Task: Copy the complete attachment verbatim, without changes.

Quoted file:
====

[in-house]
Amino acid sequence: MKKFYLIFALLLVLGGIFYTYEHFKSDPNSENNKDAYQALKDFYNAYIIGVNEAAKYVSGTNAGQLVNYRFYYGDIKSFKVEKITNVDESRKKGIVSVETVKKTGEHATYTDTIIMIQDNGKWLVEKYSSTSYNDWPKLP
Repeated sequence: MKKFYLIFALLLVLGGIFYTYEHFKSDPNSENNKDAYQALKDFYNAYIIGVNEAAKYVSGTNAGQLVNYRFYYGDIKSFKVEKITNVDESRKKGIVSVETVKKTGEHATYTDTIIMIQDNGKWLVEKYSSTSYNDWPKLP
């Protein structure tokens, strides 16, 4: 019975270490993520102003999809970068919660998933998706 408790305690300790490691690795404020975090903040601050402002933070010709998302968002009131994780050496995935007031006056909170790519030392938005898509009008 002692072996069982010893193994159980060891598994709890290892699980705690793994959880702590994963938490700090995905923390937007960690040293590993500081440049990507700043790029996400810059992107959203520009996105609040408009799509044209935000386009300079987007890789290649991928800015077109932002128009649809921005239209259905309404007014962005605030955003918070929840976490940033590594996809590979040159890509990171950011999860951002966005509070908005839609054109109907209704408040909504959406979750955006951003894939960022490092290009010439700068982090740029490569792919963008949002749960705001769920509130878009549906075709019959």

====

[in-house]
Amino acid sequence: MKKFYLIFALLLVLGGIFYTYEHFKSDPNSENNKDAYQALKDFYNAYIIGVNEAAKYVSGTNAGQLVNYRFYYGDIKSFKVEKITNVDESRKKGIVSVETVKKTGEHATYTDTIIMIQDNGKWLVEKYSSTSYNDWPKLP
Repeated sequence: MKKFYLIFALLLVLGGIFYTYEHFKSDPNSENNKDAYQALKDFYNAYIIGVNEAAKYVSGTNAGQLVNYRFYYGDIKSFKVEKITNVDESRKKGIVSVETVKKTGEHATYTDTIIMIQDNGKWLVEKYSSTSYNDWPKLP
């Protein structure tokens, strides 16, 4: 019975270490993520102003999809970068919660998933998706 408790305690300790490691690795404020975090903040601050402002933070010709998302968002009131994780050496995935007031006056909170790519030392938005898509009008 002692072996069982010893193994159980060891598994709890290892699980705690793994959880702590994963938490700090995905923390937007960690040293590993500081440049990507700043790029996400810059992107959203520009996105609040408009799509044209935000386009300079987007890789290649991928800015077109932002128009649809921005239209259905309404007014962005605030955003918070929840976490940033590594996809590979040159890509990171950011999860951002966005509070908005839609054109109907209704408040909504959406979750955006951003894939960022490092290009010439700068982090740029490569792919963008949002749960705001769920509130878009549906075709019959």